# What is the latest progress in the research on Odd Perfect numbers? [closed]

What is the latest progress in the research on Odd Perfect numbers? I may be wrong, but I found a little on Perfect numbers in the latest issues of SCI journals. Is it really so? I would like to have the latest update on Perfect numbers.

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## closed as too broad by Eric Wofsey, Andy Putman, Andrey Rekalo, Ramiro de la Vega, Kevin P. CostelloSep 26 '13 at 20:29

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Did you look at en.wikipedia.org/wiki/Perfect_number#Odd_perfect_numbers – Lucia Sep 26 '13 at 18:23
You can likewise try looking at arxiv.org/find/all/1/all:+AND+theory+AND+number+AND+odd+perfect/… – user11235813 Oct 1 '13 at 16:50

I am not claiming that I do know the latest update about perfect numbers. However, I believe that still nobody has proved that there are no odd perfect numbers (despite of some doubtful papers on the web). There are heuristics (e.g., by C. Pomerance) that there should be no odd perfect numbers. People have proved a number of restrictive properties that odd perfect number must have, if there are any. Indeed, any odd perfect number $N$ must satisfy:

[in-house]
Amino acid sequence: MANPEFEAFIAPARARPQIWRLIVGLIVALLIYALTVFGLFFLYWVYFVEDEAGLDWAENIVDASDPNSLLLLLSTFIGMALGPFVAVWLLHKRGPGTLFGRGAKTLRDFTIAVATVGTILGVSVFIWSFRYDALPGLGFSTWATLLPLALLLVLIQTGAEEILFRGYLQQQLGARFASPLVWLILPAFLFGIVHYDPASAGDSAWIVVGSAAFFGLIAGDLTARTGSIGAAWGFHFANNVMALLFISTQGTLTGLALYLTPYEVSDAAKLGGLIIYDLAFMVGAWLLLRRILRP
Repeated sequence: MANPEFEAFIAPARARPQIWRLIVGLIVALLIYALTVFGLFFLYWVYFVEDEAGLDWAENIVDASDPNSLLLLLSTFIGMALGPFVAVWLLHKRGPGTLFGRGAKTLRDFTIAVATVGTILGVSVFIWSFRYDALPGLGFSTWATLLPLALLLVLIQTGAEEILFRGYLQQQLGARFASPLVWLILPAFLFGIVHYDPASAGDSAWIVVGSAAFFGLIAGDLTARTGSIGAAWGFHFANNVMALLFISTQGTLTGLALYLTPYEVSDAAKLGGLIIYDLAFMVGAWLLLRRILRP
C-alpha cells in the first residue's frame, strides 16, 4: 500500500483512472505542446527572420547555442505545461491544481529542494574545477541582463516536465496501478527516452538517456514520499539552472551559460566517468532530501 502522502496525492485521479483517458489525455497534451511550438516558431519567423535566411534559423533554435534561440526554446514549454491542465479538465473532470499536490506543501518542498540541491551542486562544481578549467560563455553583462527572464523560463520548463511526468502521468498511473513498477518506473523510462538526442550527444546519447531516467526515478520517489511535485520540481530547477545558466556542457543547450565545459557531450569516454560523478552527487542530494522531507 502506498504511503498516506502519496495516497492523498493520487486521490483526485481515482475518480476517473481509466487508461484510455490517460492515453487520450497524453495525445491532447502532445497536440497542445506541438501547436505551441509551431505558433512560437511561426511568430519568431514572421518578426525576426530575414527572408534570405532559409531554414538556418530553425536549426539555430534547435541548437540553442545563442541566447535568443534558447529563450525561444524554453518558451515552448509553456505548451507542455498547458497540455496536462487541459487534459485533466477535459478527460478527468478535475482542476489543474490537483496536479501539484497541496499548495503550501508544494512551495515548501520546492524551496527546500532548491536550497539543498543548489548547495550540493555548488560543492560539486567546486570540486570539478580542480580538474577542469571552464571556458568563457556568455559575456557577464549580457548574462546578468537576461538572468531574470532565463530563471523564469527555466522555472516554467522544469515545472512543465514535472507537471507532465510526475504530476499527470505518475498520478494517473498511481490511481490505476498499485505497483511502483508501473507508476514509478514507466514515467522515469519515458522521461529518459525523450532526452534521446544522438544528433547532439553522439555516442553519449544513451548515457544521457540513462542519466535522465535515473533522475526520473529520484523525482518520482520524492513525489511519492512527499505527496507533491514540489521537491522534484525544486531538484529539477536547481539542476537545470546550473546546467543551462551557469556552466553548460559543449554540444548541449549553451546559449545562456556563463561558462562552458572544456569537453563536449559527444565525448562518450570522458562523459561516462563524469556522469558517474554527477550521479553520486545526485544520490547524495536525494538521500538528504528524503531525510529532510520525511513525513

1.) $N> 10^{1500}$,

2.) $N$ is not divisible by 105.

3.) $N$ is of the form $N ≡ 1 (mod 12), N ≡ 117 (mod 468)$, or $N ≡ 81 (mod 324)$.

and so on. For references see http://en.wikipedia.org/wiki/Perfect_numbers#Odd_perfect_numbers. For relations the abc conjecture, see http://www.math.dartmouth.edu/~carlp/LucaPomeranceNYJMstyle.pdf.

Edit: And here is more discussion at MO: Algebraic Attacks on the Odd Perfect Number Problem.

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Why is "N is not divisible by 105" so important? – Zsbán Ambrus Sep 26 '13 at 18:28
Is it important ? It is one of many restrictions. – Dietrich Burde Sep 26 '13 at 18:32
related, someone asked something on MSE that turned out to be about these: en.wikipedia.org/wiki/Almost_perfect_number For Guy's book, section B2, I think we should define a class of pluperfect numbers...No, already been done, en.wikipedia.org/wiki/Pluperfect_number – Will Jagy Sep 26 '13 at 18:45
@WillJagy, is the MSE question that you are referring to this one? =) – user11235813 Oct 11 '13 at 19:07
@JoseArnaldoDris, yes, that's it. – Will Jagy Oct 11 '13 at 19:51